How Much Money Does Sitting in Traffic Waste?

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Automotive Editor

Armaan Almeida no longer works for CarsDirect. He was an Automotive Editor who produced buying guides and sneak previews, in addition to publishing daily news stories and tracking monthly deals, incentives and pricing trends from Toyota, Nissan and Lexus.

 

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, Automotive Editor - December 16, 2014

You know it's a lot, but the exact amount will stun you.

Gridlocked traffic conditions robbed the U.S. economy of $124 billion in 2013, with that figure expected to rise to $186 billion by 2030, according to a new study on congestion in the U.S. and Europe by the Centre for Economics and Business Research (CEBR) and INRIX, a U.S.-based provider of real-time traffic info and analytics. That would place the cumulative costs of overcongestion over the next decade and a half at $2.8 trillion, roughly equaling the entirety of income taxes paid by U.S. residents in 2013.

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The study examined direct costs of time spent wasted sitting stuck in traffic, i.e. fuel costs, vehicle maintenance and lost wages, along with the indirect costs that businesses pass onto their customers as a result of commercial drivers spending unnecessary time and fuel on our roadways. That amounts to $1,700 for each American household today, with that figure set to rise to $2,300 by 2030 unless we undertake drastic steps to move away from our current system of overcongested roads.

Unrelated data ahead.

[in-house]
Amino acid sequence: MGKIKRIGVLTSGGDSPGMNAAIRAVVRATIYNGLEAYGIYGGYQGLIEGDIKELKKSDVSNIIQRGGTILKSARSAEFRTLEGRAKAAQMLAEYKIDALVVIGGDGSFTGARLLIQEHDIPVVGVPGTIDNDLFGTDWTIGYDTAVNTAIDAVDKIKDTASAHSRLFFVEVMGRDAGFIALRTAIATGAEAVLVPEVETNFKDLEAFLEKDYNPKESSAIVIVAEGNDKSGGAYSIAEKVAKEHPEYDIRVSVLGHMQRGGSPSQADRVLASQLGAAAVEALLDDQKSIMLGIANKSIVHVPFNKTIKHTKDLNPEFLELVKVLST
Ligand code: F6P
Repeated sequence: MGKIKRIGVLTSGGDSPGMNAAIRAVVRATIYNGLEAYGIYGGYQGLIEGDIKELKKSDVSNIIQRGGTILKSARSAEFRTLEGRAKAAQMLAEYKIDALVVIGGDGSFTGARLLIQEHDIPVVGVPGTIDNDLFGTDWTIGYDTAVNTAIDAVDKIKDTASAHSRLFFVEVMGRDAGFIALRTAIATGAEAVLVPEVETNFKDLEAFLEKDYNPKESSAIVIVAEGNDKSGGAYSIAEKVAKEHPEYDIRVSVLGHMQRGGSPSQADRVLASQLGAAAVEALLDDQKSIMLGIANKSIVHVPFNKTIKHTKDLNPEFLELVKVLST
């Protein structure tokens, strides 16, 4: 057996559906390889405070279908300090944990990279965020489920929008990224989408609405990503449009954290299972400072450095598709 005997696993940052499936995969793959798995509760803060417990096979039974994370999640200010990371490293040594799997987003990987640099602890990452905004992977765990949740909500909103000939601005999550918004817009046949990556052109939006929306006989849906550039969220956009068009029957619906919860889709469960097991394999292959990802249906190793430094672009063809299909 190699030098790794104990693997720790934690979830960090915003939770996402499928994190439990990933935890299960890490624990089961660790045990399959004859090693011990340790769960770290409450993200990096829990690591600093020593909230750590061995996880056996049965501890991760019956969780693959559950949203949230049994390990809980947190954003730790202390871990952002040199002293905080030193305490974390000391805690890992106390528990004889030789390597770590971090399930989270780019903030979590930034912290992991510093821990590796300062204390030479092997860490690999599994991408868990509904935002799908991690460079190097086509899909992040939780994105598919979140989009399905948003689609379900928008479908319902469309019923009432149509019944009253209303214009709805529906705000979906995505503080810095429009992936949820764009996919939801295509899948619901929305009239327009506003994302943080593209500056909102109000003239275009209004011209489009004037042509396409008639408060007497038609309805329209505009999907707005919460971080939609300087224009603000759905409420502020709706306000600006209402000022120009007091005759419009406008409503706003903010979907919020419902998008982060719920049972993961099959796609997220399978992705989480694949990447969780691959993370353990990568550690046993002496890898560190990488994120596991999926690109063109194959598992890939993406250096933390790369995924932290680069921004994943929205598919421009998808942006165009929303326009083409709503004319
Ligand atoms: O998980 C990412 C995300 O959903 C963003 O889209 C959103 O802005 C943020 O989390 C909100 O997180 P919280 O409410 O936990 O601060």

Los Angeles was predictably the worst city in the nation for gridlock-related waste, accounting for $23.2 billion in 2013 or nearly 20% of total congestion-related costs in the entire country. Even as LA moves to improve public transportation, that figure is expected to rise to $38.4 billion by 2030.

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To take steps to adequately address this massive problem and bring down waste, we’ll need to do much more than add additional light rail, buses and bike paths. Alternative forms of transportation, especially in currently underserved areas, are a big part of the equation, but the real key lies in making our roads, cities and cars smarter, the study finds. INRIX and CEBR recommend a holistic approach of greater connectivity between cars, and smarter city infrastructure with which to support smarter driving habits.

Autonomous vehicle technology, for example, could go a long way toward alleviating rush-hour congestion as it would allow for each vehicle to travel at the maximum safe speed regardless of the number of cars on the road. Other promising tech currently in development includes rerouting of traffic at the citywide level based on current gridlock through communication over a large network of connected cars and smartphones, and “smart parking” systems whereby city neighborhoods can direct cars to the closest available parking or electric car charging stations.

Says Kevin Foreman, INRIX General Manager of GeoAnalytics: “As the economy grows and more people live in urban areas, greater demand is placed on our roads. Until we evolve our approach to how we manage our transportation networks, the individual and societal costs are only going to get worse.”

, Automotive Editor

Armaan Almeida no longer works for CarsDirect. He was an Automotive Editor who produced buying guides and sneak previews, in addition to publishing daily news stories and tracking monthly deals, incentives and pricing trends from Toyota, Nissan and Lexus.

 

Follow On: Google+ | Website